Last week, the manager of an East New York housing development mired in controversy offered to help fund the tenants’ building association, give temporary residents leases and bow down to a number of the tenants’ other requests, provided they drop a lawsuit against him.
If only the buildings’ owner hadn’t forced him out of the complex.
In January, tenants of Noble Drew Ali Plaza, a 385-unit complex, sued Zvi “Steve” Kaufman of Eshel Management and owner Abdur Rahman Farrakhan for allegedly evicting residents in order to free up apartments for homeless families paid for by the city at about $90 a night.
Last Monday, after months of battling with the tenants in Brooklyn Supreme Court, the owner of the development, Abdur Rahman Farrakhan, president of the Oceanhill Brownsville Tenants Association, spontaneously terminated his contract with Eshel, ending a deal that would have made the management company owner of the property. Last year, Farrakhan inked a deal for Eshel to manage the complex and to buy it for $7.5 million.
Claiming he was unaware of Kaufman’s plans to move homeless clients into the buildings, Farrakhan explained of his decision, “We just have different styles. [Kaufman’s] style is to do whatever he wants.”
Aside from inviting a legal challenge from Eshel for breaking the contract — which Kaufman says is already in the works — Farrakhan has also spurred tremendous resentment among the tenants. When they saw him and a number of “thugs,” as many put it, coming to remove Eshel employees from the property Monday morning, a near riot broke out.
“Under Farrahkan we had nothing except rats as big as cats,” said tenant Wilbur Mouzow. “Eshel has tried to fix it up some,” though, he added, “they’ve got a long way to go.”
The end result: Police arrested Farrakhan that day for allegedly assaulting an elderly tenant — and officers ordered Kaufman off the premises. On Farrakhan’s first night in control, the lights and power in the complex suddenly went off, tenants said, and many stood around with kitchen knives to protect themselves from looters.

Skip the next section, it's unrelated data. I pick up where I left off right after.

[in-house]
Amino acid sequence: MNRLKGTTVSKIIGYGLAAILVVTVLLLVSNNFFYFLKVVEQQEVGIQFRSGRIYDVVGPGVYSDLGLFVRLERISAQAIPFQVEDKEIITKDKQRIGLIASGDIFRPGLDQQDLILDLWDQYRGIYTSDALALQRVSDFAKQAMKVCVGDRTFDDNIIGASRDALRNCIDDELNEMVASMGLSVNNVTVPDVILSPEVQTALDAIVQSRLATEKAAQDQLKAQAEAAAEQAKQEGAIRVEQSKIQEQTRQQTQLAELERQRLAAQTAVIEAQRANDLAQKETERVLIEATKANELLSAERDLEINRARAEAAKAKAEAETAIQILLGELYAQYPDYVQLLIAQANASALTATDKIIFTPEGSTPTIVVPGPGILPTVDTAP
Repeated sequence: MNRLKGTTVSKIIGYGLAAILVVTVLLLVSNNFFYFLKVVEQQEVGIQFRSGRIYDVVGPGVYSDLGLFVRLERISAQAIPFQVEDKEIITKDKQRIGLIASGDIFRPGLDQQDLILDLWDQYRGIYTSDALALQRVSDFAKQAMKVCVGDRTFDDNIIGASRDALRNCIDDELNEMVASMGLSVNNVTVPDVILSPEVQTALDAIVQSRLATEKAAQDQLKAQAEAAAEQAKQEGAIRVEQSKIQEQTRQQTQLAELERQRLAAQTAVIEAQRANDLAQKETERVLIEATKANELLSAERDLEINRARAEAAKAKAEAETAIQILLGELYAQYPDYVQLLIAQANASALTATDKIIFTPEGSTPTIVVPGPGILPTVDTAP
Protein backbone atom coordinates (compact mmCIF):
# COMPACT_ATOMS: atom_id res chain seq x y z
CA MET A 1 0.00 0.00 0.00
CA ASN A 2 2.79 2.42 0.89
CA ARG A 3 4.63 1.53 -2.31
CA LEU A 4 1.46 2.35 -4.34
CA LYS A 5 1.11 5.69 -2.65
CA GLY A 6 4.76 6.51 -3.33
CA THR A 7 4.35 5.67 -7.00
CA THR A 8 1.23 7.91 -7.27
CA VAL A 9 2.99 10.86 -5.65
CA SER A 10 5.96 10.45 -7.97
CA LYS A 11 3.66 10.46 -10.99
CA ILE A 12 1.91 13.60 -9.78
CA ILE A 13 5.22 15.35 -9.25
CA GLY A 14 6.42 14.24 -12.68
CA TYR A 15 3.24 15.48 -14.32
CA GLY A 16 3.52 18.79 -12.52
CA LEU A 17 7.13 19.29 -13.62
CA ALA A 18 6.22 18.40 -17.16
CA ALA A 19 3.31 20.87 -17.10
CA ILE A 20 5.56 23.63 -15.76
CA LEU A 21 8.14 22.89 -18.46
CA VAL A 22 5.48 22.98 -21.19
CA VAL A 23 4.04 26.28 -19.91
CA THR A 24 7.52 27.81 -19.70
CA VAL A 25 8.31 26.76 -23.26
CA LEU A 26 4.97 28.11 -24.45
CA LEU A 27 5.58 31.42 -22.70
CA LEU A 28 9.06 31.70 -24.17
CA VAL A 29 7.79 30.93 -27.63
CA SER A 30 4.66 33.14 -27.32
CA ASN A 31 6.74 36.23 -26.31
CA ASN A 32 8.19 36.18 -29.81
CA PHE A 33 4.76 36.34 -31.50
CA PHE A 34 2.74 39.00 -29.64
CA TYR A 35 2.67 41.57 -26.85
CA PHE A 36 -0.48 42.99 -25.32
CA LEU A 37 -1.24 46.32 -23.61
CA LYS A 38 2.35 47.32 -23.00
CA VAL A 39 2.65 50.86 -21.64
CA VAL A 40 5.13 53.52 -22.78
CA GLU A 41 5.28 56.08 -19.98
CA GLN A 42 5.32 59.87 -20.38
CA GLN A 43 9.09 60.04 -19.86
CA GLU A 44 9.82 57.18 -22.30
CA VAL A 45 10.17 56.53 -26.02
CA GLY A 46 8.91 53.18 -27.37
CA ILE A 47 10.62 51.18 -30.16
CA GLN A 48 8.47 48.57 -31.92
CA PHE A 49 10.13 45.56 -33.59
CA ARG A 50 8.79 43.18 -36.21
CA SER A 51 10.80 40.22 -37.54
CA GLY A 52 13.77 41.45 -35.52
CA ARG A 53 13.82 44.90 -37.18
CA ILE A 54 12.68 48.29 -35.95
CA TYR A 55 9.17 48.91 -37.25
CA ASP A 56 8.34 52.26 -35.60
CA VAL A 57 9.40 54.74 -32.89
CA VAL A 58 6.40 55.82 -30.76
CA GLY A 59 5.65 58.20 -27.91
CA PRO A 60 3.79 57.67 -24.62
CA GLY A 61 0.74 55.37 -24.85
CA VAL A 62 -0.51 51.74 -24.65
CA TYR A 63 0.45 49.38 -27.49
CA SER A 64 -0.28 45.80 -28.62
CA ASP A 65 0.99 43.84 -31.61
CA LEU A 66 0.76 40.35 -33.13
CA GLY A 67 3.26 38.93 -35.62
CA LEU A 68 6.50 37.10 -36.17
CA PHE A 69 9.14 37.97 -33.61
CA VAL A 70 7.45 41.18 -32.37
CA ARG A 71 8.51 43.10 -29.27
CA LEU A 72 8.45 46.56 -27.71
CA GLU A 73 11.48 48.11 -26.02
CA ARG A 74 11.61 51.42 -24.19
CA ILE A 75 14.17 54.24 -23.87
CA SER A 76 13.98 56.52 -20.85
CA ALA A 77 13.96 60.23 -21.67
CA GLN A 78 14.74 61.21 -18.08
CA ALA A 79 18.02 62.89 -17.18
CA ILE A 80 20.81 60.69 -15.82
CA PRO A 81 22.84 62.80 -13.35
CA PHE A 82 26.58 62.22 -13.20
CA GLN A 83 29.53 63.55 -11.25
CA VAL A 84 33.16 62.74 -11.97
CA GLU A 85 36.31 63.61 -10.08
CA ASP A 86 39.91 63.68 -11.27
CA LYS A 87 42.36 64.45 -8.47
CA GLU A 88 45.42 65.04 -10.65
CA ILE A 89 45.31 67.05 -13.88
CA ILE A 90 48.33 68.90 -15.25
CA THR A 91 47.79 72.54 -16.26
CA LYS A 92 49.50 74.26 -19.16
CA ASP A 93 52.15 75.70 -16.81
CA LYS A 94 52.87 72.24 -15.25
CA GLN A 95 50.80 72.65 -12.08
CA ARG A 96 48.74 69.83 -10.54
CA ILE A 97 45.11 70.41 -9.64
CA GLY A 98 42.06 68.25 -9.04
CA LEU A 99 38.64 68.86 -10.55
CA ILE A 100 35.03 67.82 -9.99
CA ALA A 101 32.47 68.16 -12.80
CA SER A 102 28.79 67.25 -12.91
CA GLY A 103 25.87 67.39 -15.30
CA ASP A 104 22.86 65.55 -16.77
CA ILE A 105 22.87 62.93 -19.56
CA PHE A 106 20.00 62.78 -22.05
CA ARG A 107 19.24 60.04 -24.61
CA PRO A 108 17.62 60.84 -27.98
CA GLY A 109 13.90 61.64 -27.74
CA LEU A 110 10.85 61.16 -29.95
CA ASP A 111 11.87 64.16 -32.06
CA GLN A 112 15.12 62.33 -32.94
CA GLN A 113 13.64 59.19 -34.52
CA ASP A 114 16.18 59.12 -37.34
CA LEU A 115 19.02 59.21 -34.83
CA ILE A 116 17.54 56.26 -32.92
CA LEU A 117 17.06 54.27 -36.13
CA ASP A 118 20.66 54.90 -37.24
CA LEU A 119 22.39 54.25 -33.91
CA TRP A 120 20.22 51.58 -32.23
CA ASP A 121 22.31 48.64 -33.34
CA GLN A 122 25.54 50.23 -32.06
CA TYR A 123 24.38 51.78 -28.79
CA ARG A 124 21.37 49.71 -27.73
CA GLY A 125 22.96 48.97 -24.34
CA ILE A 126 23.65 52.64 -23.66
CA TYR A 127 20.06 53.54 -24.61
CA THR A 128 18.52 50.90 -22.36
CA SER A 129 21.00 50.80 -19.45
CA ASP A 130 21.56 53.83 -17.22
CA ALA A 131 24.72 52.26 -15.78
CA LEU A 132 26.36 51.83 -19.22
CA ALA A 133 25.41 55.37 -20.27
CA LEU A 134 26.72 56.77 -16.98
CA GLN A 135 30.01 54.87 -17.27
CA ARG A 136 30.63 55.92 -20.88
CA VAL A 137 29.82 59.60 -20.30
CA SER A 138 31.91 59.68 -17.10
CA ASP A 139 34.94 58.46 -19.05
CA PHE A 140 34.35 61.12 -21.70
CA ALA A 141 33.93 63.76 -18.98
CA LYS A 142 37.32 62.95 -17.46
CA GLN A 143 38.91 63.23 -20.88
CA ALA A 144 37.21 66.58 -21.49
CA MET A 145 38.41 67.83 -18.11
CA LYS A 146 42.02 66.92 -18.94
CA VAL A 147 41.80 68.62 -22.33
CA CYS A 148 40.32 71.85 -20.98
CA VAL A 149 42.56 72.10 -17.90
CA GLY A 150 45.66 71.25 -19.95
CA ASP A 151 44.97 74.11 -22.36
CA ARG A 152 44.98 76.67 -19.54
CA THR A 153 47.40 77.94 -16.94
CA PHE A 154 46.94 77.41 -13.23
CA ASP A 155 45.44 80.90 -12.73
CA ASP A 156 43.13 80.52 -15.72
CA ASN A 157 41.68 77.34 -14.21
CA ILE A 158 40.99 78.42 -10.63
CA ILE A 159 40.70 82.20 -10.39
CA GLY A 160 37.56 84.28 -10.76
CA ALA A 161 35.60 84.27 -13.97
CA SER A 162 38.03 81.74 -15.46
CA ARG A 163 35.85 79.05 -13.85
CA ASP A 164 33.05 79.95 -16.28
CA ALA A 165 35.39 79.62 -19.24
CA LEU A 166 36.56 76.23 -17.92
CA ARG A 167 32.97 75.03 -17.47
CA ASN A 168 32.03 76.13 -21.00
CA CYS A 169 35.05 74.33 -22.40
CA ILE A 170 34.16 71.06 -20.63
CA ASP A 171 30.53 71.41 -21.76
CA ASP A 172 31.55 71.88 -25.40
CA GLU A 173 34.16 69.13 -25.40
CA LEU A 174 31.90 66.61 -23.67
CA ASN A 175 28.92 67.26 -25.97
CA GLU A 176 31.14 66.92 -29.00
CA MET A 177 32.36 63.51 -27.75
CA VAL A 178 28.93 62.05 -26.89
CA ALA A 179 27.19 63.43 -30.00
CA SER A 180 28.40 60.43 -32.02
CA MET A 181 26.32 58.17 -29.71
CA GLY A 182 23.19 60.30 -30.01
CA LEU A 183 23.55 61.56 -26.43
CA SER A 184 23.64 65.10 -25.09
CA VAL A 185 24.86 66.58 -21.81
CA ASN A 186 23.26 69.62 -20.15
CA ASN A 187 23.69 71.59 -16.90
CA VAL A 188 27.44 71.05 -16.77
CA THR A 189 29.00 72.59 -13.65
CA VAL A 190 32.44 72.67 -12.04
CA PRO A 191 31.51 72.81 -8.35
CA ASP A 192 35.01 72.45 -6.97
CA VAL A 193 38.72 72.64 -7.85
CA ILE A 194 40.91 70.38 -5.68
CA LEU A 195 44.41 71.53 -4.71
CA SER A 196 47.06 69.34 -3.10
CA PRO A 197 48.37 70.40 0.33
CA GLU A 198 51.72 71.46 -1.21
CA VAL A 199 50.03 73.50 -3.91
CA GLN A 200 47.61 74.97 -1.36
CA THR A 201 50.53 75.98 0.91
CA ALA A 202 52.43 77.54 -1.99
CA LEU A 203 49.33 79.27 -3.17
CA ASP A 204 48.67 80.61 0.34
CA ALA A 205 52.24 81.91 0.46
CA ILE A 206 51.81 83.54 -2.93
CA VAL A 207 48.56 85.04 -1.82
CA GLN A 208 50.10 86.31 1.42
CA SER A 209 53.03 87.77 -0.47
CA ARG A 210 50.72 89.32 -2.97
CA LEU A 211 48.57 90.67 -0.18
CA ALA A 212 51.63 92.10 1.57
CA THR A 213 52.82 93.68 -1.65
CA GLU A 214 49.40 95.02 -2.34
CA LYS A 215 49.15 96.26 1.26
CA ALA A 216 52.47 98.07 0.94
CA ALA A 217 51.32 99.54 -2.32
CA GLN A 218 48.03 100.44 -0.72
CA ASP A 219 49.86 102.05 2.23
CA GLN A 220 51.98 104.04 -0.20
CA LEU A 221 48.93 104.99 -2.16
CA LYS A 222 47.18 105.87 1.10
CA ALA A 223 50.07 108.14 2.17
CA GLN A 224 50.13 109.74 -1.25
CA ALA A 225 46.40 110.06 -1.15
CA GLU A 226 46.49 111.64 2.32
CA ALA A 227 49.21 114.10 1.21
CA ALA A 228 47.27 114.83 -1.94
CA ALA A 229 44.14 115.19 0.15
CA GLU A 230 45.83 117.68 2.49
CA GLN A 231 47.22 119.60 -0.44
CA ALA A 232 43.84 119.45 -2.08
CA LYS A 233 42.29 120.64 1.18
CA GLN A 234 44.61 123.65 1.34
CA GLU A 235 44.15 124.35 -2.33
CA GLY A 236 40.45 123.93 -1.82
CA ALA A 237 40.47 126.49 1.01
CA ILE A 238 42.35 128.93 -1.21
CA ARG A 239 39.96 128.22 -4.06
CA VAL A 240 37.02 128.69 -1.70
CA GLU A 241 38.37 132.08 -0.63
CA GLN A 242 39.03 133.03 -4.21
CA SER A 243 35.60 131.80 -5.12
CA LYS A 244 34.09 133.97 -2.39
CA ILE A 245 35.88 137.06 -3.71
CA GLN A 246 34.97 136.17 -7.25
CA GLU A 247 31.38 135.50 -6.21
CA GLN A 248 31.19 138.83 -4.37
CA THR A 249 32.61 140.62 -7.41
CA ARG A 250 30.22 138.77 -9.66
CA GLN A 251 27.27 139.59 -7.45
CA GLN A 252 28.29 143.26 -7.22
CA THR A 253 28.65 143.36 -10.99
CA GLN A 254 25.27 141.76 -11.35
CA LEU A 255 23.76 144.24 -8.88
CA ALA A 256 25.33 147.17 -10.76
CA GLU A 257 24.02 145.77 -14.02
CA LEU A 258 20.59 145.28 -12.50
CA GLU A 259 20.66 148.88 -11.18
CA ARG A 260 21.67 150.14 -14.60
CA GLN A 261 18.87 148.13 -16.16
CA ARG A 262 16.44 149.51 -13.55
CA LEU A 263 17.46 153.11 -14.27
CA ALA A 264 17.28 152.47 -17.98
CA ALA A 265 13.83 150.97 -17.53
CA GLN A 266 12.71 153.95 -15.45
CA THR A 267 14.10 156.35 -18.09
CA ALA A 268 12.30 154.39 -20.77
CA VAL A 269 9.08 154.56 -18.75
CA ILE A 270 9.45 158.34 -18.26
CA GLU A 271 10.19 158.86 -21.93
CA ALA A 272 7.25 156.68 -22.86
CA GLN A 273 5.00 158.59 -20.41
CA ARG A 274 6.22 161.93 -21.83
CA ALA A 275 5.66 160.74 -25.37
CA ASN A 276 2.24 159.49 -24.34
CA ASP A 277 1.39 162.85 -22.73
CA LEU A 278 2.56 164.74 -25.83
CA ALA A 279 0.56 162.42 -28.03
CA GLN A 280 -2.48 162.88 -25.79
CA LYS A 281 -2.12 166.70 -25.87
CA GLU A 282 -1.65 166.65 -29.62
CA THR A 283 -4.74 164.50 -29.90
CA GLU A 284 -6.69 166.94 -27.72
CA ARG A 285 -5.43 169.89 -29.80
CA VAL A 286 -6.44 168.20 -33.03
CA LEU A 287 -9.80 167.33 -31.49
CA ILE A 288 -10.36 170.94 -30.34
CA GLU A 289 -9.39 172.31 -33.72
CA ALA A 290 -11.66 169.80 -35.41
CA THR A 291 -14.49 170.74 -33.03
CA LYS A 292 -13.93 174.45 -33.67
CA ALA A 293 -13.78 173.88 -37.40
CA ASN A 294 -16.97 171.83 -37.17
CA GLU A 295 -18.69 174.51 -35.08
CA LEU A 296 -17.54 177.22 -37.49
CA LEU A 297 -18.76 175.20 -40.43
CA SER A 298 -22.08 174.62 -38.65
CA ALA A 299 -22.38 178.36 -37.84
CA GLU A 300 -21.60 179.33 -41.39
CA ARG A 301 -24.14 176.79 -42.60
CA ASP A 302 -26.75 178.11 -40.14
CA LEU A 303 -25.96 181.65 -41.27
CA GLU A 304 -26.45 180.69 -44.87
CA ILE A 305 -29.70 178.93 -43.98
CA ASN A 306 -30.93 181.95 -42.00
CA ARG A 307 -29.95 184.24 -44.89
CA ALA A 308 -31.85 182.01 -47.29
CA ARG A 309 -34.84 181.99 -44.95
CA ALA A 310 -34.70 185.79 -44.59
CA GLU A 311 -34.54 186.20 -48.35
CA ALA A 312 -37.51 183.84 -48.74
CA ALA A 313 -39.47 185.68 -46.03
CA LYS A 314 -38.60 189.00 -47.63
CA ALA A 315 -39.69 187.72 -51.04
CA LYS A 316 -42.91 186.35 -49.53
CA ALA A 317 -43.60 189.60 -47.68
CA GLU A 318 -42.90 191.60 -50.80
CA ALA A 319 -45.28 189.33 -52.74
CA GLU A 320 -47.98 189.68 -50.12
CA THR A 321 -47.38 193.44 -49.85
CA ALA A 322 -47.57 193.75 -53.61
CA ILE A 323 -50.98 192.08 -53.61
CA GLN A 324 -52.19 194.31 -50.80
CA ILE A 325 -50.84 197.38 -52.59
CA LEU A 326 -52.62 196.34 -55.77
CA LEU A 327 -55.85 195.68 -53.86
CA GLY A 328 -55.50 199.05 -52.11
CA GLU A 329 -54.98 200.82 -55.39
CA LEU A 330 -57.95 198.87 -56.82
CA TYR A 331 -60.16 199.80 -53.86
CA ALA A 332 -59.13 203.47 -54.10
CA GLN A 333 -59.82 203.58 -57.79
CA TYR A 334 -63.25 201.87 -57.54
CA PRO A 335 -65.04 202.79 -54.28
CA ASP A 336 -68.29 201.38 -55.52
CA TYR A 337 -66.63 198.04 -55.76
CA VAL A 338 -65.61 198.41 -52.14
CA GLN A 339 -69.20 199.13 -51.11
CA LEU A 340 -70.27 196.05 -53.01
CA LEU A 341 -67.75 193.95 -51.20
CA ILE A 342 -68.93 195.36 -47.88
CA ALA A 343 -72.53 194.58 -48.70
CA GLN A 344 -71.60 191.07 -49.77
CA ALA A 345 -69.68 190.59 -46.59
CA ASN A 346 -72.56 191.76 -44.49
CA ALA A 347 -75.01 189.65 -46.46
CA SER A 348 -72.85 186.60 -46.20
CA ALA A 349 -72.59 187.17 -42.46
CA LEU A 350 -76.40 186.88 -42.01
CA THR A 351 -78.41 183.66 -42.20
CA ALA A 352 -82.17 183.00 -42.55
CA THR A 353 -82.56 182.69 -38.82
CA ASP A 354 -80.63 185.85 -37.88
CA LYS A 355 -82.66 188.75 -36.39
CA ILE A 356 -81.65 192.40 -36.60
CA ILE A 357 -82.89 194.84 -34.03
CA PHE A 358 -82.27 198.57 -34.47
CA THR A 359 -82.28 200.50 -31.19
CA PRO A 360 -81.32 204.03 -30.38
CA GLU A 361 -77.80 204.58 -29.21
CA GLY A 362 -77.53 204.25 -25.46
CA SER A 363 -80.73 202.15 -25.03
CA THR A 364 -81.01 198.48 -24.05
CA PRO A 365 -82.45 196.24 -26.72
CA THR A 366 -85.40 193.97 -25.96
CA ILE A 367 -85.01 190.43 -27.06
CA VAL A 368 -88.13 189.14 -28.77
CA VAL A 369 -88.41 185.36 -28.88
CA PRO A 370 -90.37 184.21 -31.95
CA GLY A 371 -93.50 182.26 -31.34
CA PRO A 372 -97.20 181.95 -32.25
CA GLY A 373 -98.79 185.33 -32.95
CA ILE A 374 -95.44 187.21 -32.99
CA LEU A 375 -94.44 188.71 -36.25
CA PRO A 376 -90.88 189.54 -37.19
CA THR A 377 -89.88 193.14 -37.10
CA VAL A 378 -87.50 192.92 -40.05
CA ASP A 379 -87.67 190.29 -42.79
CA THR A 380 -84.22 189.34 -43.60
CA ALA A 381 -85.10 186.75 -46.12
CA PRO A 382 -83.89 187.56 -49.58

Last Wednesday, in an impromptu settlement meeting with the tenant association, Kaufman offered to terminate his lease with shelter entrepreneur David Somerstein, who had arranged for a portion of the property to be used to house the city’s homeless clients, and to give Somerstein’s portion of the profit — about $50,000 a month — to the tenant association to use as they see fit, for basketball hoops, day care centers, etc.
“I’m trying to create a situation where everyone wins,” Kaufman said.
He’s also trying to create a situation where, after claiming to pump $5 million into the property, his contract of sale might be spared. This Tuesday, the state Attorney General’s charity division — which must approve all sales by nonprofits to for-profits — is expected to ask the judge handling the case to reconsider the sale, provided tenants can’t come to an agreement before hand.
But residents say they are not ready to bite yet. “We’re waiting for all the cards to be put on the table and for the courts to handle this,” said tenant leader Paulette Forbes. The Legal Aid attorney representing the tenants, Mimi Rosenberg, blasted Kaufman for meeting with the tenants without lawyers, calling his proposal a “wild gesticulation” and the $50,000 a month offer “offensive, corrupt and perverse.” Legal Aid plans to continue its case and is seeking an independent community organization to assume control of Noble Drew.
“There is no honor amongst thieves,” Rosenberg said. “This is a fight over a dubious partnership suddenly gone astray and unfortunately, the tenants are stuck in the middle.”